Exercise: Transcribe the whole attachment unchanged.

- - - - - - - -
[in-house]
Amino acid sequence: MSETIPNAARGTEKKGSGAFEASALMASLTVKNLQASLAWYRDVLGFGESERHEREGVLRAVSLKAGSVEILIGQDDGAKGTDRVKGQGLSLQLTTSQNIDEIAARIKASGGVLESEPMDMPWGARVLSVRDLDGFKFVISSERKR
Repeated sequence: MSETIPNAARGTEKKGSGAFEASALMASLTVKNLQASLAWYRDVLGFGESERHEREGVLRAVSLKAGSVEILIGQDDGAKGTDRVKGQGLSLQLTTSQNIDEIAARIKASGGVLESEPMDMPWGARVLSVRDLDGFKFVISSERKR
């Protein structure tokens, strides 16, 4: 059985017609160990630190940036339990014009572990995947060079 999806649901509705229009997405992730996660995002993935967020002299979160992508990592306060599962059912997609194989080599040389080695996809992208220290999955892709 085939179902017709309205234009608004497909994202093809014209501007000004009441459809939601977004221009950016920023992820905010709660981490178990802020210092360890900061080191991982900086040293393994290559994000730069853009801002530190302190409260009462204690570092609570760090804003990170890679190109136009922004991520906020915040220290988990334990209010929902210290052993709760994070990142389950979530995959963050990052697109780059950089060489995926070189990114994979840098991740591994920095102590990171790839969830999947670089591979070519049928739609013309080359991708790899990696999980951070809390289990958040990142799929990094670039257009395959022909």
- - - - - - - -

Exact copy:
[in-house]
Amino acid sequence: MSETIPNAARGTEKKGSGAFEASALMASLTVKNLQASLAWYRDVLGFGESERHEREGVLRAVSLKAGSVEILIGQDDGAKGTDRVKGQGLSLQLTTSQNIDEIAARIKASGGVLESEPMDMPWGARVLSVRDLDGFKFVISSERKR
Repeated sequence: MSETIPNAARGTEKKGSGAFEASALMASLTVKNLQASLAWYRDVLGFGESERHEREGVLRAVSLKAGSVEILIGQDDGAKGTDRVKGQGLSLQLTTSQNIDEIAARIKASGGVLESEPMDMPWGARVLSVRDLDGFKFVISSERKR
């Protein structure tokens, strides 16, 4: 059985017609160990630190940036339990014009572990995947060079 999806649901509705229009997405992730996660995002993935967020002299979160992508990592306060599962059912997609194989080599040389080695996809992208220290999955892709 085939179902017709309205234009608004497909994202093809014209501007000004009441459809939601977004221009950016920023992820905010709660981490178990802020210092360890900061080191991982900086040293393994290559994000730069853009801002530190302190409260009462204690570092609570760090804003990170890679190109136009922004991520906020915040220290988990334990209010929902210290052993709760994070990142389950979530995959963050990052697109780059950089060489995926070189990114994979840098991740591994920095102590990171790839969830999947670089591979070519049928739609013309080359991708790899990696999980951070809390289990958040990142799929990094670039257009395959022909």